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T&T Author urges at Tribute to the Americas
Dr Kris Rampersad, author, heritage educator and journalist, has urged the diverse populations of the Americas to build bridges through walls.
Rampersad is on a literary tour dubbed LiTTribute to the Americas 2018 across North America and Canada aimed to promote intercultural dialogue showcase the connections with literary heritage and other experiences of peoples of the Americas inspired by her commemorative book LiTTscapes – Landscapes of Fiction. LiTTscapes has been hailed for its efforts at bridging the gaps among the diverse cultures of the Caribbean.
The Canadian appearances begin as guest of the Zoomers’ Association annual Mothers’ Day celebrations at the Erin View Residence Hall, Mississauga, Ontario from 1 pm, May 13, to autograph works and for interactive engagement on the theme Mothers, Motherlands and MotherCultures and from 3 pm, on May 20, and a Reading at Windies Restaurant, Scarborough Toronto.
Speaking at A Celebration of Arrivals in South Florida USA last week, accompanied by steelpan music, calypso, and dances, Dr Rampersad told of how these cultural forms were the bedrock of the literary culture. Creating linkages between the two can encourage appreciation of literature and encourage reading that can foster greater appreciation of other peoples and cultures, she said.
A peace advocate, Rampersad observed a moment of remembrance for the victims of the recent school shooting that claimed the lives of 17 students in Florida and urged guests to harness their collective energies and knowledge of the strength of community gained from their villages of origin to counter the culture of violence and despair that seems to be crippling communities across the Americas.
Dr Rampersad recalled her early schooling, when “students did not have access to guns” and gave anecdotes of when “chalk was our only weapon!” in the presence of some of her early mentors, now resident in the diaspora including former Deacon of the Anglican Church Reverend Winston Joseph. A former priest at Trinidad’s All Saints Anglican Church in Newtown, Joseph said he attended as he has followed Rampersad’s achievements since a student.
One of Rampersad’s early childhood teachers, Marion Karamath, a retired special education teacher of Canada, introduced her to the US audience.
Dr Rampersad said that laying a solid foundation for children through a culture of reading and exchange of experiences can bridge the generation gap and redirect the anxieties that lead to violence, as she shared successes of the children of LiTTscapes who showcased their talent during the initial launch of the book at Whitehall, one of the Magnificent Seven heritage landmarks in T&T, and other LiTTributes held in the Caribbean, UK and Europe.
“We are nurturing and building cultural confidence so they emerge from any sense of marginalisation to self-esteem,” said Rampersad, noting that “in the land of Walt Disney, that cannot be too lofty an ideal to consider, nor too much an impossibility to recreate.”
She recalled being tasked to recite before her entire school a poem which contained words that were “very bigly” and felt then the power of words to move apart the walls that also served as blackboards, and to build bridges of understanding through knowledge.
“It did leave me with the notion that reading has the capacity to remove walls that divide us,” she added, identifying some of the ‘bigly’ words in the poem as indelibly, phenomenal and unfathomable and challenged herself to put them into a sentence.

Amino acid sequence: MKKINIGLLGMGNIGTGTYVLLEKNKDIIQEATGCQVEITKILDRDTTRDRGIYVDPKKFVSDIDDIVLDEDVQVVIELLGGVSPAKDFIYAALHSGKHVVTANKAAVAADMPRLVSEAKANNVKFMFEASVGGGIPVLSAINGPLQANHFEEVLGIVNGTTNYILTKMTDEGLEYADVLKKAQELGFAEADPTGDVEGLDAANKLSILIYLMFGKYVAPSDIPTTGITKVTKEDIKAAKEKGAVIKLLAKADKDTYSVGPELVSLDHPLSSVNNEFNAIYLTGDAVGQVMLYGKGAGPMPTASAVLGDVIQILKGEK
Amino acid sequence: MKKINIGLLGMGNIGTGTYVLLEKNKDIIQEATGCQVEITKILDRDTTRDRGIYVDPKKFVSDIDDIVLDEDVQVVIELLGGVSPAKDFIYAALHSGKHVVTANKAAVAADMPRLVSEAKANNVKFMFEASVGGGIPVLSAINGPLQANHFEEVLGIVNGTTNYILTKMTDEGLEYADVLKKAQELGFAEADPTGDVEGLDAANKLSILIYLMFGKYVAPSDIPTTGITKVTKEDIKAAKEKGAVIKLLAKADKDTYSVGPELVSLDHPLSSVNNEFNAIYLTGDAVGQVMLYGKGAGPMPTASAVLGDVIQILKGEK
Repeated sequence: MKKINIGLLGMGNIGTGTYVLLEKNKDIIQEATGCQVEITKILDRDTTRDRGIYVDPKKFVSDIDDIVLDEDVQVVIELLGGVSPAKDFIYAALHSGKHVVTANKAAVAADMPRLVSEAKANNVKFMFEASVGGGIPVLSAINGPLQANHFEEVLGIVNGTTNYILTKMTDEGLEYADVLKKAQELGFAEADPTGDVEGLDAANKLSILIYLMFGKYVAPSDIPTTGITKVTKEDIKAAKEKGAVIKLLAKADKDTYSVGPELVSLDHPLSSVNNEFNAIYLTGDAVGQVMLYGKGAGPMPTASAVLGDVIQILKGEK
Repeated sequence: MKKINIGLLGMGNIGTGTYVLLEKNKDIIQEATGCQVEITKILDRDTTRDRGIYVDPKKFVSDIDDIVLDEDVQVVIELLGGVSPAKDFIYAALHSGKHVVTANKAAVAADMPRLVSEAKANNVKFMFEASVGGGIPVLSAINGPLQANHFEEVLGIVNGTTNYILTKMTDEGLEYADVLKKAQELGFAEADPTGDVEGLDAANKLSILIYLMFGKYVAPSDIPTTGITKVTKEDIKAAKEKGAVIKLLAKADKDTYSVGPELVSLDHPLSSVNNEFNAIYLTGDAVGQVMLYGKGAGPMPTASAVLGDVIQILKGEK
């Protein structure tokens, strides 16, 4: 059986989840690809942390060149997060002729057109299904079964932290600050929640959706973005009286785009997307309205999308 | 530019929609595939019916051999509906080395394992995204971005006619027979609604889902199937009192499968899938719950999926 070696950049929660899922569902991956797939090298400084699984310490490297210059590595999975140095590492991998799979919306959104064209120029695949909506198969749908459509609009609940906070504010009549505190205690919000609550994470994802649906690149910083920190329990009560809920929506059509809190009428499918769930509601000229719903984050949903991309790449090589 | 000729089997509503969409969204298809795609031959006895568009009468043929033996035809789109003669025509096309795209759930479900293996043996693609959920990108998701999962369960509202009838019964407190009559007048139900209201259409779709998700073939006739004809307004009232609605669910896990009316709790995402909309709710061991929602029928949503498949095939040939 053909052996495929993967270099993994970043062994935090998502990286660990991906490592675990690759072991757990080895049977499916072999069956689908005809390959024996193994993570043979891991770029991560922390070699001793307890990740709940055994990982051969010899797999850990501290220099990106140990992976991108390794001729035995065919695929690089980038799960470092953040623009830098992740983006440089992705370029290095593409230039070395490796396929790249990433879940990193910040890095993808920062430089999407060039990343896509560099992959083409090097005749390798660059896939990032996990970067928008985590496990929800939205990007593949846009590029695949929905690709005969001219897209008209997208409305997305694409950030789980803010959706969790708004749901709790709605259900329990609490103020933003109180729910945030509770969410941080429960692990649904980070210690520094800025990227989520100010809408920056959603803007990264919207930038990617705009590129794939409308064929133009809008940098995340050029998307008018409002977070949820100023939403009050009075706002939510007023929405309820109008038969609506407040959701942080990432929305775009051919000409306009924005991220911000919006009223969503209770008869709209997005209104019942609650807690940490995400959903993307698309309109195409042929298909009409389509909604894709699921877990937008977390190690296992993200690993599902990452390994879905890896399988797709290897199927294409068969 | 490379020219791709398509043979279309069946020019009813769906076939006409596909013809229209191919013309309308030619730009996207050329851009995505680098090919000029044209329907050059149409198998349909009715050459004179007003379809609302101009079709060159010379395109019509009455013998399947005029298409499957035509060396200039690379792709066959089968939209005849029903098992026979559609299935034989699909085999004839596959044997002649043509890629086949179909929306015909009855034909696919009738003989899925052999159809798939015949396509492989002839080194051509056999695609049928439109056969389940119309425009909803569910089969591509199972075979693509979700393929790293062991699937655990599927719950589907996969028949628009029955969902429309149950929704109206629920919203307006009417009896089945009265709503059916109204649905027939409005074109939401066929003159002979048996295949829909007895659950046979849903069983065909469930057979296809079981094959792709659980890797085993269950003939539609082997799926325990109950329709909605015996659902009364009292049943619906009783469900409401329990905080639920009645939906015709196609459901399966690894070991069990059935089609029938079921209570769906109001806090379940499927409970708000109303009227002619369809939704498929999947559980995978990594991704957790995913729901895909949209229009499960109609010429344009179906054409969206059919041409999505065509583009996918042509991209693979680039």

“Scaling first the walls of unfathomable words that have remained indelibly imbedded in my mind, I graduated into a phenomenal obsession to see those walls pulled aside so that we can build bridges and all share in a common vision for unity and camaraderie,” she said, to applause.
Rampersad said she was connecting with people who share this vision to empower youth and to bring diverse communities together, not just those of who migrated from the Caribbean, and who came from other continents but also the indigeneous peoples of the Americas.
She said her research on many communities who have migrated show the journeys have been long and treacherous and “there are still tectonic jostlings in adjusting to the aftershocks that are similar in small islands as continental spaces dealing with diversity—jostling for recognition, for access, for equality of treatment. Sometimes it takes over our young and not so young, and spill over in frustrated and violent and extremist behaviour.
“It is my belief that if we create tracks through the imagination for a journey beyond the weight of that history, beyond the erasures and distortions of historical records, there will be a different tone to our conversations about diversity,” she said.
“It was my interest in the village space that grew from my focus on a rural spot on a small island the expanding contours of the global village, and my research grew to encompass a broad range of interests that now is described in those bigly words as sustainable development.”
Many eagerly shared their memories of growing up in villages, such as those represented in LiTTscapes, following the formal presentations of awards to diverse community members, as Gary Persad and Steven & Margaret Chang with an inscription from the Tao Te Ching —an ancient Chinese text—“The Heart that Gives, Gathers.”
Dr Rampersad’s will continue efforts at engagement through heritage in Toronto, Canada in May at the Erin View Residence Hall from 1 pm on May 13 where she will speak on Mothers, Motherlands and MotherCultures, and at Windies Restaurant, Scarborough Toronto from 3 pm on May 23 For details and bookings email [email protected]
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